He calleth the little fishes around him by the sweet odor of his mouth; then suddenly around the prey the grim gums crash together. So it is to every man who often and negligently in this stormy world lets himself be deceived by sweet odor. Hell's barred doors have not return or escape, or any outlet for those who enter, any more than the fishes sporting in the ocean can turn back from the whale's grip.

Besides the poems already named, the Exeter Book contains the legend of Juliana and a series of short poems on the life of Christ by Cynewulf, an Address of the Soul to the Body, and a poem on The Various Fortunes of Men. The Vercelli Book contains the legend of St. Elene, or the finding of the True Cross by the mother of Constantine, the legend of St. Andrew, Addresses of the Soul i the Body, and a poem on The Fates of The Apostles.

Anglo-Saxon verse differs very largely from the verse of English poetry. There is no rhyme, neither are the syllables counted. Its chief characteristic is alliteration. The lines are written in pairs, and the three chief words in a pair usually begin with the same letter; two of these words are placed in the first line and the other in the second. The initial letter of the latter is called the cardinal letter, and the word the cardinal word. When the cardinal word begins with a consonant or with a double consonant, as sp, st, bl, etc., the two chief words in the preceding line must begin in the same way. If, however, the cardinal word begins with a vowel, the rule is reversed; the other words must also begin with vowels; but these vowels must not be the same. “The alliterative letters, whether vowels or consonants, .must always be found in those words which have the stress or tone on the syllable that begins with them; but a word may commence with a toneless derivative syllable without disturbing the alliteration. It is, moreover, a rule that, in the two connected lines, there must not be more than three words beginning in this manner. The cardinal letter does not necessarily stand first in the second line, but is often preceded by one or more short words, yet not by such as require the tone or emphasis in reading."*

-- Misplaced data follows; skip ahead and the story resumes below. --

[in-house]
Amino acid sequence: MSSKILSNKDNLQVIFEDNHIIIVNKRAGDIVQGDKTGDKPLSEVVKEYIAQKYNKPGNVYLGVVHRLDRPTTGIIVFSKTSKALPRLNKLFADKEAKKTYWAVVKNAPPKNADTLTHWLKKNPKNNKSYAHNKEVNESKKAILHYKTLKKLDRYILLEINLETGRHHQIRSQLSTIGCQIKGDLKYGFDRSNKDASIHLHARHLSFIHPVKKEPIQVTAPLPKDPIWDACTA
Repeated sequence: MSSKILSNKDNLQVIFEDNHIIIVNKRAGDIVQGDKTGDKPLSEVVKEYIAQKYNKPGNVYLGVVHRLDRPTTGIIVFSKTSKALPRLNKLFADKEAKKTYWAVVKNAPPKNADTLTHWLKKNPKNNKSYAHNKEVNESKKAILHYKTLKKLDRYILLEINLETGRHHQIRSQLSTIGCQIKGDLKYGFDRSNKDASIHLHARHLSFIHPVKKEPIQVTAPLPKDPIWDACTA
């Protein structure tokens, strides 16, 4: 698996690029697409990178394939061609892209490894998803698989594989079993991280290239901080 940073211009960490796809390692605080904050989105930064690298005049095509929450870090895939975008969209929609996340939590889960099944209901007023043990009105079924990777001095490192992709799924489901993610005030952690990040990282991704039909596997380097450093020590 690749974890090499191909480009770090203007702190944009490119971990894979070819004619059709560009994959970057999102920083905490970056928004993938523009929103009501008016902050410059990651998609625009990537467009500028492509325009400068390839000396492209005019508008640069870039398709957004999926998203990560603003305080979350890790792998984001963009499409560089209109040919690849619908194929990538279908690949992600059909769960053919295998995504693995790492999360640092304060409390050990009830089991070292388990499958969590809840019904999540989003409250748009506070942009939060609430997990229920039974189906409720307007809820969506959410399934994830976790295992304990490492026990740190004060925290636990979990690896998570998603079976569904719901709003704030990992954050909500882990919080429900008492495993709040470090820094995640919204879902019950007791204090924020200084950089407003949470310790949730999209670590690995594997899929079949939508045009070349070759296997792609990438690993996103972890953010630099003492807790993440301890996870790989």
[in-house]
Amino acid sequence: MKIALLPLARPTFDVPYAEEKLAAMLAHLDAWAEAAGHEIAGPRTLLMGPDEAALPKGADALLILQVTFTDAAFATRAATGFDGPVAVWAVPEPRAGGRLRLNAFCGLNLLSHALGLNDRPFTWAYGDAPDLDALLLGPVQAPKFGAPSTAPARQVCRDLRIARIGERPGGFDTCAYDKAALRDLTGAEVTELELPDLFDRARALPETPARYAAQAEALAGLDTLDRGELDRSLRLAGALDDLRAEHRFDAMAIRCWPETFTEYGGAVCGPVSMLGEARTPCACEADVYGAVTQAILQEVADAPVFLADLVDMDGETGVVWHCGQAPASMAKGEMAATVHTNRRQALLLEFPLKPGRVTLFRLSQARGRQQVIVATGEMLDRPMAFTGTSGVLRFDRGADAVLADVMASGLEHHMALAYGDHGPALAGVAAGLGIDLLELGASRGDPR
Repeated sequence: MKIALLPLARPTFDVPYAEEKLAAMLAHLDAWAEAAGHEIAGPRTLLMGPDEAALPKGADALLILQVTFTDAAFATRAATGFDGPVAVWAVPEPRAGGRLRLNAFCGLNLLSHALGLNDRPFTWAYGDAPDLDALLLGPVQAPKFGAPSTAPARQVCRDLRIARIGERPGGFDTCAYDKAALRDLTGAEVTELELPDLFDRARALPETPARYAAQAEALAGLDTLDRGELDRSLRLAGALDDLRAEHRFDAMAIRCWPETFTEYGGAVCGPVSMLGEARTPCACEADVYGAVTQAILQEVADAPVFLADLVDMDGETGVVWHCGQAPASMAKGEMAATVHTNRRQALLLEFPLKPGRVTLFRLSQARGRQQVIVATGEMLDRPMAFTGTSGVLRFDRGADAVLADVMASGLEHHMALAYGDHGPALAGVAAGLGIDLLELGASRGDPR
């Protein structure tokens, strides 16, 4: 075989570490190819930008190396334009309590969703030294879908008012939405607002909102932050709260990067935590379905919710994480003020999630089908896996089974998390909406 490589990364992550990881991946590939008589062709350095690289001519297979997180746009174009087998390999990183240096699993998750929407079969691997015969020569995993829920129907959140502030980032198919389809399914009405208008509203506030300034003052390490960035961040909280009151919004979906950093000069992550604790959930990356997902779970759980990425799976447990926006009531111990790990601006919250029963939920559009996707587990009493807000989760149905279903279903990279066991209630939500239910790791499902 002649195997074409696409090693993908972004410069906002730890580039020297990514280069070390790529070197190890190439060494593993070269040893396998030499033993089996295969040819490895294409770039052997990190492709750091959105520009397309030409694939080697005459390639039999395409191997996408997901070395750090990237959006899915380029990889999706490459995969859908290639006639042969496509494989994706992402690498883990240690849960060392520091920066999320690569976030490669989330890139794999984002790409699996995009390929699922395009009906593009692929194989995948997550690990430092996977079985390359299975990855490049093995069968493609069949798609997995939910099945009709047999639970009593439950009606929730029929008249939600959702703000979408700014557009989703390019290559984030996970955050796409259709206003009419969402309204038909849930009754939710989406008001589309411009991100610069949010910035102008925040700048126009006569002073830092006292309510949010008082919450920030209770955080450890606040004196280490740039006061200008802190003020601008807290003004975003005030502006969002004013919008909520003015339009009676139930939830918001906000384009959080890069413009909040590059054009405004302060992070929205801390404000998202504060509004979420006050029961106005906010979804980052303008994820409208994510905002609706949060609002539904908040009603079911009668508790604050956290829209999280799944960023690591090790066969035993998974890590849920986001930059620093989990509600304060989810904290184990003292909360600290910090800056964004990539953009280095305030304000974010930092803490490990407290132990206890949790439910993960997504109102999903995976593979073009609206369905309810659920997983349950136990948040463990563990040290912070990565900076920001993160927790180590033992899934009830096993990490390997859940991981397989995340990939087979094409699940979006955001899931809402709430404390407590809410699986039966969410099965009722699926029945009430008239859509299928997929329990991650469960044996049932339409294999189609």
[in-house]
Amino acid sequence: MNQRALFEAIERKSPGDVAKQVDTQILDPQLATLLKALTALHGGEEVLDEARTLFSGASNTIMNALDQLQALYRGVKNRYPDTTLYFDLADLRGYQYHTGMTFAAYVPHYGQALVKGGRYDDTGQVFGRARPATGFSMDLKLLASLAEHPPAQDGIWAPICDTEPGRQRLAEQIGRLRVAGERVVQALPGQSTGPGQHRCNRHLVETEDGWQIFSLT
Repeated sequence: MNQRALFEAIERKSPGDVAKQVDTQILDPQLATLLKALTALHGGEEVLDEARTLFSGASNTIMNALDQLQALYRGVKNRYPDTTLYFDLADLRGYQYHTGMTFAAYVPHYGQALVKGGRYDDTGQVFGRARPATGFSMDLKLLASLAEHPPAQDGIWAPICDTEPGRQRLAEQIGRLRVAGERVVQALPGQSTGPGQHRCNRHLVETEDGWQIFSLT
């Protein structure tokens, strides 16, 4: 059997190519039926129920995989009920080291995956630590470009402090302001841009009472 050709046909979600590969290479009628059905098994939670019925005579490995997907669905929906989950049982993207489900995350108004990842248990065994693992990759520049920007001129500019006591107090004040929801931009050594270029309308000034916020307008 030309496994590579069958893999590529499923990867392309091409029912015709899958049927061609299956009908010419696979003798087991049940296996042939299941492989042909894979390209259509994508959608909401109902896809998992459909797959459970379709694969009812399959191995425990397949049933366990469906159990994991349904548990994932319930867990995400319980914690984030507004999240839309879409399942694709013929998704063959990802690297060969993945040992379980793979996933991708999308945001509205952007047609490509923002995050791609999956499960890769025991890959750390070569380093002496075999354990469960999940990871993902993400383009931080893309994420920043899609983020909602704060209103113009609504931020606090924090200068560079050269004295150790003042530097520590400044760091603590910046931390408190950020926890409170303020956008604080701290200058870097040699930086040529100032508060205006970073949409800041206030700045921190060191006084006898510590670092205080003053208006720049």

The application of the above rules may be seen in the translation of the first song of Cædmon as rendered on page 19. The following example, taken from Cædmon's Genesis, will also illustrate the same rules:

* Rask's Anglo-Saxon Grammar.

Satan mathelode; sorgiende spraec
se the helle forth

healdan sceolde,
gøman thaes grundes : waes âer Godes engel
hwit on heofne, óth hine his hyge forspeón
and his ofermetto ealrå swithóst,
thaet he ne wolde weredâ Drihtnes
word wurthian. Weôl him on innan
hyge ymb his heortan; hât waes him ûtan
wrathlic wite.

The following is a very literal translation:

Satan spoke; sorrowing spoke
he that hell thenceforth should hold
to keep the ground; was once God's angel
white in heaven, till him his mind seduced
and his pride of all the mightiest,
that he not the Lord of hosts'
word should obey. Welled within him
his mind and heart; hot was it without,
wrathful his punishment.


The student should thoroughly acquaint himself with the history of Britain and with the period of Anglo-Saxon domination (449–1066). Most of the following books will be found easily accessible, and will be valuable aids:

Knight's History of England. Vol. I.
Green's Iristory of the English People. Vol. I., Chap. I.
Ilume's II story. Vol. I.
Thierry's Norman Conquest. Vol. I.
Turner's Il story of the Anglo-Saxons.
Palgrave's II story of the Anglo-Saxons.
Palgrave's IIistory of the English Commonwealth.
Kemble's Saxons in England. (London, 1849.)
Stubbs's Constitutional History of England.

For a more complete study of the literature of this period, the student is referred to

Cony beare's Illustrations of Anglo-Saron Poetry.
Haigh. The Anglo-Saxon Sagas. (London, 1861.)